Anne’s Lace (Daucus carota); and toothpick ammi (Ammi visnaga).
Aster Family (Asteraceae)
Attractive to larger predators such as lady beetles and
soldier beetles. Incorporate into the vegetable garden and flower beds. Plants
in this family include: blanketflower (Gaillardia spp.); coneflower (Echinacea
spp.); coreopsis (Coreopsis spp.); cosmos (Cosmos spp.);
golden marguerite (Anthemis tinctoria); goldenrod (Solidago spp.);
signet marigold (Tagetes tenuifolia); sunflower (Helianthus spp.); tansy
(Tanacetum vulgare); and yarrow (Achillea spp.).
Generally grown as cover crops and attractive to many
beneficials. Plants in this family include: alfalfa (Medicago sativa);
fava bean (Vicia fava); hairy vetch (Vicia villosa); and sweet
clover (Melilotus spp.).
Mustard Family (Brassicaceae) Attractive to beneficials that are parasites
and predators of the insect pests of the mustard family (broccoli, Brussels
sprouts, cabbage, cauliflower, kohlrabi, mustard greens). Be sure to plant
these away from the garden rather than in the garden since these plants attract
pests as well as beneficials. Some are common weeds, such as yellow rocket and
wild mustard. Plants in this family include: basket-of-gold alyssum (Aurinia
saxatilis); mustards (Brassica spp.); sweet alyssum (Lobularia
maritima); yellow rocket (Barbarea vulgaris); and wild mustard (Brassica
Verbena Family (Verbenaceae) Attractive to a variety of beneficial insects.
Many plants in this family are favorite garden flowers. They include: lantana (Lantana
camera); Buenos Aires verbena (Verbena bonariensis); hybrid verbena
(Verbena x hybrida); and lilac vervain (Verbena rigida).
Beneficial insects also need a source of water. Shallow containers such as ceramic pot saucers with pebbles for the beneficials to rest on are best.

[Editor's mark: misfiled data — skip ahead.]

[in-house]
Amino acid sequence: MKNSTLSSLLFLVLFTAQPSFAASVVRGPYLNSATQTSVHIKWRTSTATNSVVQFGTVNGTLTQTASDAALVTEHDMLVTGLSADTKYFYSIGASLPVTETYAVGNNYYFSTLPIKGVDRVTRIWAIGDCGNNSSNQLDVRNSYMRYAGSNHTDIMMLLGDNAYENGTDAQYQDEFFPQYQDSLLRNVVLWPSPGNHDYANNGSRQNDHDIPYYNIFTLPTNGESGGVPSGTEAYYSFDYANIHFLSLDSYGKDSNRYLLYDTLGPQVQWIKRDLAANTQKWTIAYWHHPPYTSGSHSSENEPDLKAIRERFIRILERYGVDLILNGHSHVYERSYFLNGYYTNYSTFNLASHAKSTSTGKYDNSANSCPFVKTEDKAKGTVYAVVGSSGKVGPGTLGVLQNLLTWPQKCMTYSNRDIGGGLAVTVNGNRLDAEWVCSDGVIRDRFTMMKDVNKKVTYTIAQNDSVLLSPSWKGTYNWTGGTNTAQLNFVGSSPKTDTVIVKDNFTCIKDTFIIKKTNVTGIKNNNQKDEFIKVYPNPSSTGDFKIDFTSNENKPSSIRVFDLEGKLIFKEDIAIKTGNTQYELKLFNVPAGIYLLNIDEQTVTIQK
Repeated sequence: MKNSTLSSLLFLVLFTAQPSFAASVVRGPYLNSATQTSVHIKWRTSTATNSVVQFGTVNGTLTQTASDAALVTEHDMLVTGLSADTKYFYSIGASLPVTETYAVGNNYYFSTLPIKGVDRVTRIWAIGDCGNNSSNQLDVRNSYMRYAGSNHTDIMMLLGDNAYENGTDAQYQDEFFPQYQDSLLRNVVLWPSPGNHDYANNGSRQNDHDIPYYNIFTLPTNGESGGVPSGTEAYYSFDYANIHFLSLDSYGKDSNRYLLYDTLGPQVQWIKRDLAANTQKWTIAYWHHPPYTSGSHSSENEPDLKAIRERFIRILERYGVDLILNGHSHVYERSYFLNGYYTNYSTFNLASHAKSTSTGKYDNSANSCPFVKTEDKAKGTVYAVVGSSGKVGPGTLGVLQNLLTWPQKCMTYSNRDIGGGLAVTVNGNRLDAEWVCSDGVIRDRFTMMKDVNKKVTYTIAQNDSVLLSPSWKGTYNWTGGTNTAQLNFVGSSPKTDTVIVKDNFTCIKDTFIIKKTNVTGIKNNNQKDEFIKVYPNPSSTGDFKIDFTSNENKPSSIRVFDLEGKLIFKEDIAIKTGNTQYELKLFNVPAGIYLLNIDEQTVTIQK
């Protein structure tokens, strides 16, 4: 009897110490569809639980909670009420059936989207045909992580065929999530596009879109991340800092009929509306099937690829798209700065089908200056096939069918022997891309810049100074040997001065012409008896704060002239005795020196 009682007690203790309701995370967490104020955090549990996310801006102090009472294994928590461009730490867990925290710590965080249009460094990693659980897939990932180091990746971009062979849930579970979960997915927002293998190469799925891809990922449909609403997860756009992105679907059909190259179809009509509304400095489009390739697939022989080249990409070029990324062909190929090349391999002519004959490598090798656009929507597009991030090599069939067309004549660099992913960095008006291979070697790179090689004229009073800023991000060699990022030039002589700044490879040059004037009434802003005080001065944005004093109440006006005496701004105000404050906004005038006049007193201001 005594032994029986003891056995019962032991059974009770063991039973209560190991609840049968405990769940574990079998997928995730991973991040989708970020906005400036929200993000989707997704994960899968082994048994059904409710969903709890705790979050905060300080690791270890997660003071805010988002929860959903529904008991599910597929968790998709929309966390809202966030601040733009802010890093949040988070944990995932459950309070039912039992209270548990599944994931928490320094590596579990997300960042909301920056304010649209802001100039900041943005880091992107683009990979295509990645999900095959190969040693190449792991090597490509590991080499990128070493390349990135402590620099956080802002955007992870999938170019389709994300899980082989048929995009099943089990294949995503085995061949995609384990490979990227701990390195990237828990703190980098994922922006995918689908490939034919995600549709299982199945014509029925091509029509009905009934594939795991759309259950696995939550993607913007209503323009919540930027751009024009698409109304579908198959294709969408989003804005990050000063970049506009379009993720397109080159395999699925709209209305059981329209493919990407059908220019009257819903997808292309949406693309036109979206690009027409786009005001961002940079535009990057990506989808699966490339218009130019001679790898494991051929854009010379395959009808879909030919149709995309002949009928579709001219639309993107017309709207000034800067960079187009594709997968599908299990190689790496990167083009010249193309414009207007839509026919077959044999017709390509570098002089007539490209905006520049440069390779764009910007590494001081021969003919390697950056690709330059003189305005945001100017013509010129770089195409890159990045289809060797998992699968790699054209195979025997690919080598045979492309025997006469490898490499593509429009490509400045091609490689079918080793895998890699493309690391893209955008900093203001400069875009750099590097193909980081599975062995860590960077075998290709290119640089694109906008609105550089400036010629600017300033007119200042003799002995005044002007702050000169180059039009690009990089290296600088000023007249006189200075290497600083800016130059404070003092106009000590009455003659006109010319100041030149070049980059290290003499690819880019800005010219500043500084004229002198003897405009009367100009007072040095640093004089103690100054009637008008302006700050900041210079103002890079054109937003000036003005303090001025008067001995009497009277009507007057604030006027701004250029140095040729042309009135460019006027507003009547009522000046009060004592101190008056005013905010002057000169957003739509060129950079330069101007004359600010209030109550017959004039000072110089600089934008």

water quality and water conservation, and why do they matter?
Water conservation is using water efficiently, so less needs
to be drawn from rivers, lakes, reservoirs, and aquifers. Water quality is about keeping pollutants out
of all those major water sources, as well as smaller water bodies like backyard
creeks and ponds.
If we use water efficiently, your water bill is lower, there’s less need to build additional water supply infrastructure, and more water is left in lakes and rivers for the ecosystems that need it and for people to enjoy recreationally. And for groundwater, it reduces the likelihood of drawing down your well to the point that you and your neighbors run out of water. More broadly, lack of abundant clean water deeply affects not only fish, but also birds, mammals, forests, and beneficial insects – and of course people and pets. We all live downstream, and someone else’s pollution can wind up coming out of your kitchen faucet.
Gardeners interact with, and affect, the landscape and the
water cycle more than many folks do. Here
are some important general steps you can take:
Use water-wise plants and natural landscaping. Native plants are usually a good bet, because
they generally don’t require irrigation.
Many non-native plants work too, if you pick the right ones. Mulching and composting help by retaining